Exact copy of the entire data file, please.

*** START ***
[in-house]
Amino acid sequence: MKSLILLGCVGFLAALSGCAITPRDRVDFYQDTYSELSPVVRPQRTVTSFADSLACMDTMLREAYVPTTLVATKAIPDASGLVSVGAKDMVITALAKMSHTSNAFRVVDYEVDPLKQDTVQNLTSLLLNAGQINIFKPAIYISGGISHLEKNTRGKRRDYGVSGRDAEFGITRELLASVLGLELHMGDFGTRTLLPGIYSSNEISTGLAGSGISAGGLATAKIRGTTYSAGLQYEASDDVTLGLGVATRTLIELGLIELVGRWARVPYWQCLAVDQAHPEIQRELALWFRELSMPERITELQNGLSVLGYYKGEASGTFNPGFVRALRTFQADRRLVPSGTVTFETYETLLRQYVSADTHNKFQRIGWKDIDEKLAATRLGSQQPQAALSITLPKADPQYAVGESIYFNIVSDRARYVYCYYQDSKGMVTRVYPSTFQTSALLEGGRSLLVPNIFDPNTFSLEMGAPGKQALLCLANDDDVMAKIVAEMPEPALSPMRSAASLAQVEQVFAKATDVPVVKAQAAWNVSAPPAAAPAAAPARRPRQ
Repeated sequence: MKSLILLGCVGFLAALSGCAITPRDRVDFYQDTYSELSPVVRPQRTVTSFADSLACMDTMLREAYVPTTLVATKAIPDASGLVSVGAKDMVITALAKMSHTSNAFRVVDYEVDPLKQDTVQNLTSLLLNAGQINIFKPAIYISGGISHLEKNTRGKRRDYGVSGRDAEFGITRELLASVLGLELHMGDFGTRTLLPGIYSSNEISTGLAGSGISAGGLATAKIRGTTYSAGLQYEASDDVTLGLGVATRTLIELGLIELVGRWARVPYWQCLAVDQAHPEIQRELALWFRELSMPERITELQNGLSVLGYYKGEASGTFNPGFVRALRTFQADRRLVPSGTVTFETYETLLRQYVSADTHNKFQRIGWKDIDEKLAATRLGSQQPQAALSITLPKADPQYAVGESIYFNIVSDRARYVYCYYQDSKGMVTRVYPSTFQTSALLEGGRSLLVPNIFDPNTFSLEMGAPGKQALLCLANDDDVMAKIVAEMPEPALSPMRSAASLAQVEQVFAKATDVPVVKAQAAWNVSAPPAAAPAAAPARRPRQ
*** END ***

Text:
[in-house]
Amino acid sequence: MKSLILLGCVGFLAALSGCAITPRDRVDFYQDTYSELSPVVRPQRTVTSFADSLACMDTMLREAYVPTTLVATKAIPDASGLVSVGAKDMVITALAKMSHTSNAFRVVDYEVDPLKQDTVQNLTSLLLNAGQINIFKPAIYISGGISHLEKNTRGKRRDYGVSGRDAEFGITRELLASVLGLELHMGDFGTRTLLPGIYSSNEISTGLAGSGISAGGLATAKIRGTTYSAGLQYEASDDVTLGLGVATRTLIELGLIELVGRWARVPYWQCLAVDQAHPEIQRELALWFRELSMPERITELQNGLSVLGYYKGEASGTFNPGFVRALRTFQADRRLVPSGTVTFETYETLLRQYVSADTHNKFQRIGWKDIDEKLAATRLGSQQPQAALSITLPKADPQYAVGESIYFNIVSDRARYVYCYYQDSKGMVTRVYPSTFQTSALLEGGRSLLVPNIFDPNTFSLEMGAPGKQALLCLANDDDVMAKIVAEMPEPALSPMRSAASLAQVEQVFAKATDVPVVKAQAAWNVSAPPAAAPAAAPARRPRQ
Repeated sequence: MKSLILLGCVGFLAALSGCAITPRDRVDFYQDTYSELSPVVRPQRTVTSFADSLACMDTMLREAYVPTTLVATKAIPDASGLVSVGAKDMVITALAKMSHTSNAFRVVDYEVDPLKQDTVQNLTSLLLNAGQINIFKPAIYISGGISHLEKNTRGKRRDYGVSGRDAEFGITRELLASVLGLELHMGDFGTRTLLPGIYSSNEISTGLAGSGISAGGLATAKIRGTTYSAGLQYEASDDVTLGLGVATRTLIELGLIELVGRWARVPYWQCLAVDQAHPEIQRELALWFRELSMPERITELQNGLSVLGYYKGEASGTFNPGFVRALRTFQADRRLVPSGTVTFETYETLLRQYVSADTHNKFQRIGWKDIDEKLAATRLGSQQPQAALSITLPKADPQYAVGESIYFNIVSDRARYVYCYYQDSKGMVTRVYPSTFQTSALLEGGRSLLVPNIFDPNTFSLEMGAPGKQALLCLANDDDVMAKIVAEMPEPALSPMRSAASLAQVEQVFAKATDVPVVKAQAAWNVSAPPAAAPAAAPARRPRQ